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Presented by James Naughtie and Evan Davis.

Royal Bank of Scotland (RBS) have published their results for the third quarter of the financial year. Chief economics correspondent Hugh Pym examines the results.

What is it like for the soldiers on the front line in Afghanistan? Major Richard Streatfeild has been keeping a diary for the Today programme as he leads his troops in the Sangin Valley, which has seen some of the heaviest fighting in the war. The latest instalment describes how his first patrol was hit by an roadside bomb.

The number of cyclists killed or seriously injured on the road in the UK rose by a fifth this spring, compared to the year before. Jo Stagg, from the Royal Society for the Prevention of Accidents, discusses what has led to the increase.

The US children's television programme Sesame Street is celebrating its 40th anniversary today. On this side of the Atlantic the puppets are best known as forerunners of The Muppet Show, but in the United States and more than 100 other countries around the world they are an even more important part of early childhood. Correspondent Kevin Connolly reports from the original New York Street set, where 4,000 episodes of the programme were produced.

A US army major has opened fire on fellow soldiers, killing 12 people and injuring 31, at the Fort Hood military base in Texas. The gunman has been identified as Major Nidal Malik Hasan, a military psychiatrist at the base. Correspondent Paul Adams discusses the incident.

A group of prominent scientists are presenting a statement of principles before the government. The statement calls for reassurances that the government will respect the academic freedom and independence of its scientific advisers. This follows the sacking last week of former government adviser Professor David Nutt, after his comments on the relative dangers of drug misuse. Lord Krebs, former vhairman of the UK Food Standards Agency and one of the scientists who signed the statement, discusses the proposals.

A new poll has found that 60 per cent of Australians want a head of state, up five per cent from a referendum 10 years ago which indicated 55 per cent wanted to keep the monarchy. The country's Republican prime minister Kevin Rudd has indicated he will not be making any changes to the state's system. Nick Bryant reports from the capital Canberra, on the anniversary of the referendum.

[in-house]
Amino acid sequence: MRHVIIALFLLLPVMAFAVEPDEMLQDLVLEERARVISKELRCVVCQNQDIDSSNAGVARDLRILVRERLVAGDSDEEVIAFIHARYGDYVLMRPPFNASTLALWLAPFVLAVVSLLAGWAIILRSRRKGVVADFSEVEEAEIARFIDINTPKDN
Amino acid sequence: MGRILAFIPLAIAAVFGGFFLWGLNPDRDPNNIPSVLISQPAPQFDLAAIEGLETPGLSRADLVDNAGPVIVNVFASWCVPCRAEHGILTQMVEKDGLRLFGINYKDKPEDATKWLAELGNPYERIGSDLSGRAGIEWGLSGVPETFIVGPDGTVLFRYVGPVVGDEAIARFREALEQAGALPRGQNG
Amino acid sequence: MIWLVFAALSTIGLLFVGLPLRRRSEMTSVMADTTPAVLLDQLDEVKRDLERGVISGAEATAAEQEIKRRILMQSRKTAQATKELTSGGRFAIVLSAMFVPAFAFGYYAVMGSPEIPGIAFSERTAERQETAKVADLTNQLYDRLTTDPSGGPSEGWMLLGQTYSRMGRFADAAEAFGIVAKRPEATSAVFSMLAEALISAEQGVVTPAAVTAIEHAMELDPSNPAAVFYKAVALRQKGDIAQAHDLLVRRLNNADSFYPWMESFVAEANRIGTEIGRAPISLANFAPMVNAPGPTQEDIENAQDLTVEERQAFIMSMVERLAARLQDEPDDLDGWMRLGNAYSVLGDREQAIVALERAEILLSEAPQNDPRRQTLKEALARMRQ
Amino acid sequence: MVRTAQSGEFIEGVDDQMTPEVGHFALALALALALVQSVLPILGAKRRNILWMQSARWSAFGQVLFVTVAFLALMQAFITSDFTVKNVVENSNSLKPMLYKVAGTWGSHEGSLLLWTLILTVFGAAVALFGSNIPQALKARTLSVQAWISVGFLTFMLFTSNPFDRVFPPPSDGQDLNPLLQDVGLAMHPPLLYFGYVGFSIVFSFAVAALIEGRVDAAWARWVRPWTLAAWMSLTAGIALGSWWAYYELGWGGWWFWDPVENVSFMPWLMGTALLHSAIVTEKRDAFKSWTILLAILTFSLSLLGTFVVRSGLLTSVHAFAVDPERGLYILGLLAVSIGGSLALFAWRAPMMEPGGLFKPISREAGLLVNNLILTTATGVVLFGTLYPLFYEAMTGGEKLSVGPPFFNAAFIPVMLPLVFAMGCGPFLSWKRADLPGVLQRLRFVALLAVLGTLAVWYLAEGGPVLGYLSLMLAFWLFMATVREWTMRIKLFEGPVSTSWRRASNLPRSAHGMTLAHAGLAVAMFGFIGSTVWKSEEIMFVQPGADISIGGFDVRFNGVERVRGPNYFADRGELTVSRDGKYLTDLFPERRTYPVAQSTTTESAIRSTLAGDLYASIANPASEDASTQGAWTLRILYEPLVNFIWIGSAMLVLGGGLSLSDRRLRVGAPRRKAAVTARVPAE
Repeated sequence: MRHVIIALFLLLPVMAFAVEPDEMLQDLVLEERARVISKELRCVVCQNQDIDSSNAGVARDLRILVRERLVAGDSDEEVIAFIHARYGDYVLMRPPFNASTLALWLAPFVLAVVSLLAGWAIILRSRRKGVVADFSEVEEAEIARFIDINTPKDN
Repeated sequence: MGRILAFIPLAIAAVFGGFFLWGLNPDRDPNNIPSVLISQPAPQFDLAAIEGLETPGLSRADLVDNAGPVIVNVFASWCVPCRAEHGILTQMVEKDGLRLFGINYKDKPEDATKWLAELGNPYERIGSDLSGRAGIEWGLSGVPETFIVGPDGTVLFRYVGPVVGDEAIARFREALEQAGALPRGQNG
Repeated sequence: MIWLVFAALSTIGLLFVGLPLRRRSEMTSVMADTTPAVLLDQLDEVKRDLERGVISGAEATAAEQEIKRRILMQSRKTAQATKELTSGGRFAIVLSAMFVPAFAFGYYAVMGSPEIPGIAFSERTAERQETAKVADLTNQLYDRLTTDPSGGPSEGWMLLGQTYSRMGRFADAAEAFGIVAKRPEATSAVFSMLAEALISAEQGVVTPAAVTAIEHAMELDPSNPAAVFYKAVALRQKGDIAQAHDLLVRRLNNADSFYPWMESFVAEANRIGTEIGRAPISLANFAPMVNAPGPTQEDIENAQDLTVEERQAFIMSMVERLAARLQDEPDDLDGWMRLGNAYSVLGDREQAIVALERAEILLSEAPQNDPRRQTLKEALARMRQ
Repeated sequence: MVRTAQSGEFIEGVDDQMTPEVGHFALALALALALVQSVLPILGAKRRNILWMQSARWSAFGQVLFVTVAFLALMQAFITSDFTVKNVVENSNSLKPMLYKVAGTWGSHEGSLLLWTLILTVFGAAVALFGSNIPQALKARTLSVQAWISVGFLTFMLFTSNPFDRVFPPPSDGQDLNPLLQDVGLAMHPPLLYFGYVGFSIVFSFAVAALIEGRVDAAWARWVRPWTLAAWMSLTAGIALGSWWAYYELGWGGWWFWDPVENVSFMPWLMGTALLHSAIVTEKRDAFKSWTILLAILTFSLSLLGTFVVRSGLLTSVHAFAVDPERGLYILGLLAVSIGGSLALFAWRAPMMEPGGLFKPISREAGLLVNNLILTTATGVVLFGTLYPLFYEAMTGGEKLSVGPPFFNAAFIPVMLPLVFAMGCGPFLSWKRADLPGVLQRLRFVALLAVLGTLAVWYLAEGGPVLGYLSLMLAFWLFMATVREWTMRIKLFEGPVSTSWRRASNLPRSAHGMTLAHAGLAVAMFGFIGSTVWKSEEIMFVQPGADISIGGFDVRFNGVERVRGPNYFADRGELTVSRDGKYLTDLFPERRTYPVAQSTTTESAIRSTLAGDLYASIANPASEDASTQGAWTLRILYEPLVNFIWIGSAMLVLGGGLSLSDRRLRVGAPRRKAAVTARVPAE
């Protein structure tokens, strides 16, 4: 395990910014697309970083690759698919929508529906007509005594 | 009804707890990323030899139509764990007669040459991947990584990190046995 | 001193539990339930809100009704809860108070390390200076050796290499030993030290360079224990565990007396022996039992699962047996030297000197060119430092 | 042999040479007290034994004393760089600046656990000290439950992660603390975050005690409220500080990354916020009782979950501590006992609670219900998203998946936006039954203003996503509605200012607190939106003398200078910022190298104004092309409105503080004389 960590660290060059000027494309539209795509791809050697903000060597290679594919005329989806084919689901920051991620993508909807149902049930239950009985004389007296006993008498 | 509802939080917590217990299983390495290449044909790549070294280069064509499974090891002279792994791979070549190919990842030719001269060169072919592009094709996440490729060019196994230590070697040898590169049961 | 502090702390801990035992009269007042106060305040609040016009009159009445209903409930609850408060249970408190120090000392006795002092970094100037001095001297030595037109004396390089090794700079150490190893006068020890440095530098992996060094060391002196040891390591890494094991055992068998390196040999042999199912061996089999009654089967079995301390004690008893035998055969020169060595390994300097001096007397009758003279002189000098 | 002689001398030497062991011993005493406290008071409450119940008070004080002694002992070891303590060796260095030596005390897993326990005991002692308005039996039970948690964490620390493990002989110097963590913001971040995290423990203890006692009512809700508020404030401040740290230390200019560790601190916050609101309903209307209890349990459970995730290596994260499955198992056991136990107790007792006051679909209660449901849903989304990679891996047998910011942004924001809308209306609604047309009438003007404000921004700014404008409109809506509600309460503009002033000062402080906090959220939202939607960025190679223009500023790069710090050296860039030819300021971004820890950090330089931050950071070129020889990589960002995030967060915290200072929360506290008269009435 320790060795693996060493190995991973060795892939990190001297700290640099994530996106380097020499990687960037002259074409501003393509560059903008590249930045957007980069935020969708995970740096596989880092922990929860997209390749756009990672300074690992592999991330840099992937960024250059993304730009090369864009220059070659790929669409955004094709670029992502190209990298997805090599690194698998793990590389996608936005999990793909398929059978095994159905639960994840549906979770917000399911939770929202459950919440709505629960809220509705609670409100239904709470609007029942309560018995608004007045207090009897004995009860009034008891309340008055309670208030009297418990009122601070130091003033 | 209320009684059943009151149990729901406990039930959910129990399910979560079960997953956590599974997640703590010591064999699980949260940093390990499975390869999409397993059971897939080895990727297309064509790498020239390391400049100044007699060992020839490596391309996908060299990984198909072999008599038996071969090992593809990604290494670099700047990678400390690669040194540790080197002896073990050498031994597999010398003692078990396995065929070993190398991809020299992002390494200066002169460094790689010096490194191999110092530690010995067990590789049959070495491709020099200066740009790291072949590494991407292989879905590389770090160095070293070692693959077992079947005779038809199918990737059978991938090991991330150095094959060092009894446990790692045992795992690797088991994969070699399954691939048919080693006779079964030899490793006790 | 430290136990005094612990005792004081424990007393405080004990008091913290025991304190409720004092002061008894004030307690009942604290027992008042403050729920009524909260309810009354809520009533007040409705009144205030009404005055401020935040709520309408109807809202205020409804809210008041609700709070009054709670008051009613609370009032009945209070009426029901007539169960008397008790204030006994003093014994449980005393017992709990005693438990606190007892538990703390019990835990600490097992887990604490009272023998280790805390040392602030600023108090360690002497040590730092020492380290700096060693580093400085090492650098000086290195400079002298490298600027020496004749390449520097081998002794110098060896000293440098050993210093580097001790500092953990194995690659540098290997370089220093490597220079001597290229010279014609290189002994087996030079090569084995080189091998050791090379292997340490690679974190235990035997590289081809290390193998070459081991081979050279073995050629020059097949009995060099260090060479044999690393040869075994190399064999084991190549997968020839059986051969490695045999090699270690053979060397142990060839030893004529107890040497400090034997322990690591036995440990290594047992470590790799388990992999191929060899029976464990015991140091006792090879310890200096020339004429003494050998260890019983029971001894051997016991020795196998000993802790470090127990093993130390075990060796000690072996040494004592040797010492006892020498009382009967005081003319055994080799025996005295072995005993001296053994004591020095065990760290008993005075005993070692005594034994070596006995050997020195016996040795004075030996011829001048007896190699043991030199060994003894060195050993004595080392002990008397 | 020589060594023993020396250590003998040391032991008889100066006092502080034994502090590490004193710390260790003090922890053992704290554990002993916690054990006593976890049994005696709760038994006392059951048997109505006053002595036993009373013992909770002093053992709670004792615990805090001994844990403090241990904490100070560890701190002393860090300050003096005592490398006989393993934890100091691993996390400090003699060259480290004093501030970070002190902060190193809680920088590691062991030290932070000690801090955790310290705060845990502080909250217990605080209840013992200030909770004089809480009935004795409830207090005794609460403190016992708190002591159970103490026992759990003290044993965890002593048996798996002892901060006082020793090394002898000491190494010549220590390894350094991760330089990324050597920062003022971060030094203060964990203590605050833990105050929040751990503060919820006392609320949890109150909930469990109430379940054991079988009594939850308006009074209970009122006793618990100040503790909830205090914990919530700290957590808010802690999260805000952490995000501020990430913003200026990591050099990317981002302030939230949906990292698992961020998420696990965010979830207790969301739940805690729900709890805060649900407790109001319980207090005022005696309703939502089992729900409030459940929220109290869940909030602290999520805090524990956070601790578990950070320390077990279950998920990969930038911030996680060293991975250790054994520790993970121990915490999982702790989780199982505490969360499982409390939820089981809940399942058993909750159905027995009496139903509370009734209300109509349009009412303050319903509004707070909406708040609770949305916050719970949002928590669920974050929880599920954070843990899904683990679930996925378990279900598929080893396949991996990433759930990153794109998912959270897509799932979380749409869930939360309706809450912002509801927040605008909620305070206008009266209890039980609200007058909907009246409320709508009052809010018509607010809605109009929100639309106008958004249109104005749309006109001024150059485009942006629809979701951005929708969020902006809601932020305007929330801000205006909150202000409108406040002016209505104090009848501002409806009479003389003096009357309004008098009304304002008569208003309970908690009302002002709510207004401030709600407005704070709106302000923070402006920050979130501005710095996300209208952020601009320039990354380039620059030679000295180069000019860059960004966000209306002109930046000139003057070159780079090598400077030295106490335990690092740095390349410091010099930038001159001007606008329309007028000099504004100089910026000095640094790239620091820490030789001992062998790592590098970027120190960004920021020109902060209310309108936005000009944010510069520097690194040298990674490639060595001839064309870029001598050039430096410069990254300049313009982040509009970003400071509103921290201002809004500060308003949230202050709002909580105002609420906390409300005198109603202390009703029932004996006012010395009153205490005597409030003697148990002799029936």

Thought for the Day with Rev Rosemary Lain-Priestley, Dean of Women's Ministry in central London.

Prime minister Gordon Brown is to make a speech laying out why Britain must remain committed to Afghanistan. The speech follows calls from former Labour foreign office minister Kim Howells MP that Britain should withdraw all troops and the deaths of six British soldiers this week, raising further questions on Britain's presence in the country. International development secretary Douglas Alexander discusses the government's Afghan policy.

A US army major has shot dead 12 of his fellow soldiers at the Fort Hood military base in Texas. Major Nidal Malik Hasan, a military psychiatrist at Fort Hood, was responsible for the attack in which another 31 people were injured. Correspondent Matthew Price reports from the base.

RBS has made a loss in the last quarter, despite the government pumping billions of pounds into the failing bank. Profitable parts of the bank will have to be sold off under news measures imposed by EU competition commissioner, Neelie Kroes. RBS chief executive Stephen Hester discusses the bank's future.

The prevalence of celebrity literature is causing concern among some writers. The screenwriter Lynda La Plante has recently argued that the bestseller lists are now so dominated by memoirs and novels 'written' by celebrities that genuine talent is being squeezed out. This follows the release of actress Martine McCutcheon's debut novel, The Mistress. Waterstone's spokesman Jon Howells and writer Tracy Chevalier discuss whether or not celebrity writers deserve more literary merit.

Today has been inviting MPs to discuss the Kelly Report, but has been struggling to find any who will accept the offer. So Today has allowed a publicly-elected figure to sound off anonymously, something the programme would never normally do. An anonymous MP discusses his view of the Kelly Report, and political editor Nick Robinson comments on the feeling in Westminster.

In the south of Thailand, one person is being killed every day in terrorist attacks. The south of the country has become a target for Islamic extremists, who have killed 3,800 people in the past five years. The government has deployed tens of thousands of troops to help deal with the attacks, and has now encouraged civilians to take the law into their own hands. Asia Correspondent Alastair Leithead reports from Thailand.

Exam boards could face fines for 'dumbing down' exams. Dr Richard Pike, chief executive of the Royal Society of Chemistry, which has called for the fines, discusses t

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3 hours

Last on

Fri 6 Nov 2009 06:00

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